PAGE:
When I was younger, I admired my grandfather’s jewelry, much of which he possessed since he was young in Cuba. Cuban links, rope chains, signet rings. Charms of the Virgin Mary, San Lazaro and Lady of Guadalupe. But what he had had the most of were “azabaches,” or black onyx stones that dangled from his necklace. As soon as I came to learn the meaning behind them, I knew I wanted to upkeep this tradition and culture in my family for as long as possible. Now, as a mother to two sons, I think about how I can modernize the azabaches with natural diamonds and how I can pass them down.
Black diamonds and black onyx have similar characteristics in that they both share unique qualities of protection and good luck. I admire the statement that these pieces exude as well as the strong messages of positivity they stand for. History would have it that I keep up the ritual of wearing black onyx, yet I find myself integrating black diamonds with their white counterparts as a means of creating our own family traditions.
Personally, I love jewelry pieces that have contrast; seeing white and black diamonds in one piece of jewelry has an element of opposites. Like yin and yang. The opalescence of white diamonds brings out the fierceness of the black diamond. The blunt black diamond brings out the preciousness of the white diamond. Brought together, the two elements make for a unique piece with a good story.
Black diamonds are said to be a symbol of charisma, passion, power, and of eternity, and every culture has its own interpretation. Italians believe that simply touching a black diamond could save a marriage for a couple in need of healing; the stone has the ability to absorb all of the problems that the couple is experiencing.
An azabache, what my grandfather wore, is a charm made of black onyx that is worn as jewelry, commonly as a necklace or on a brooch. Cubans believe that it is the most effective way to ward off jealousy and negative energy; it’s the Cuban version of an evil eye. They say Cubans are just as superstitious as the Irish and, for better or for worse, I have to agree. Cubans are predominantly Catholic, but as I’ve come to learn, being raised to fend off superstition, there is a fine line between practicing Catholicism and Santeria. But if there is one thing you must know about Cubans, it is that the moment babies are brought into this world, we give them an azabache.
The reason babies are gifted an azabache is because they are the most innocent—and therefore most susceptible to the evil eye. If they are not protected by this black onyx charm, it is said that they will encounter bad luck and can even develop a temperature. By wearing an azabache, babies are covered in positive energy. The tradition goes to the extent that Cubans believe azabaches saves lives!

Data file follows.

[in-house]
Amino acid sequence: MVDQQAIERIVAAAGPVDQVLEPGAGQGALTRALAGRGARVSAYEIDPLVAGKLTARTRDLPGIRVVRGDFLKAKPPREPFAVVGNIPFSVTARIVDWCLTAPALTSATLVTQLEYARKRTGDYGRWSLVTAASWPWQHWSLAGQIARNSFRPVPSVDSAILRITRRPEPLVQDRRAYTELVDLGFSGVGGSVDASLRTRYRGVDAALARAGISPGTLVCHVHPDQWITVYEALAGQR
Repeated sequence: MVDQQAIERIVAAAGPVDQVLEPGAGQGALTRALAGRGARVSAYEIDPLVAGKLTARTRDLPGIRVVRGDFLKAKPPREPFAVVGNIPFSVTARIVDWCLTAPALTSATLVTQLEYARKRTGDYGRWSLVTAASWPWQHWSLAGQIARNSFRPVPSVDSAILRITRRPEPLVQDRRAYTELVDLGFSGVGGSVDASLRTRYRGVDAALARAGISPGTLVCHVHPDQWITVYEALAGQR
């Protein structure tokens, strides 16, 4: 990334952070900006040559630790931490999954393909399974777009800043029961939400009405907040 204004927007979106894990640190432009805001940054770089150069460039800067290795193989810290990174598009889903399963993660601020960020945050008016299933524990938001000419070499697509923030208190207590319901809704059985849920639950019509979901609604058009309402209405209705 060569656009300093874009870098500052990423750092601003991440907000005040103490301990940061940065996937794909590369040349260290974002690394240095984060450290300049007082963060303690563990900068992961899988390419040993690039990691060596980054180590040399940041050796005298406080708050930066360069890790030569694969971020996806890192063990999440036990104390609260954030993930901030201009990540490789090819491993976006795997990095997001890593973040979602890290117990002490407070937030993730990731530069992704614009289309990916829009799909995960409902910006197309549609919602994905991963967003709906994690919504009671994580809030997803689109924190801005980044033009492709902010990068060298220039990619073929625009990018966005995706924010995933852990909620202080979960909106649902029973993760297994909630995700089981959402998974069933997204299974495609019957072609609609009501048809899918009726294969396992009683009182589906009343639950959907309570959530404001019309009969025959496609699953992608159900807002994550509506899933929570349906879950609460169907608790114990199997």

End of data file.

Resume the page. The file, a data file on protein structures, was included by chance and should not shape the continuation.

In history, black onyx has had similar uses in cultures all over the world. If you go back to its origin, it is believed that black onyx was originally derived from the Greek. It is even said that Cleopatra herself wore onyx to protect herself. According to Roman mythology, Cupid clipped the fingernails of a sleeping goddess Venus, which transformed her nails to stone and immortalized every part of her body. Now, Latin, Indian and Persian cultures use black onyx to protect the wearer from evil.
To me, it makes perfect sense to want to honor this tradition of protection by way of jewelry. I want to pay respect to my heritage, while also being realistic about what my sons will wear. This brings me to black diamonds.
Natural black diamonds are very rare. One of the most famous black diamonds is the Black Orlov Diamond, which boasts a mysterious history that includes being stolen by a monk in the area of Pondicherry, India. Black diamonds are thought to be one of the hardest diamonds which makes them very difficult to cut and polish. Because of this, it wasn’t until the 19th and 20th centuries that they started to be used in jewelry. So now if you see someone wearing black diamond jewelry, you’ll know a lot of hard work went into creating the piece!
Reflecting on the history of both black stones I think about their power, beauty and resilience. I want my sons to know that they are wearing something that can act as a veil of protection, while knowing they are also paying homage to their Latin culture. For me as a first generation Cuban American, black stones bring so much nostalgia and will act as our family’s modern heirloom.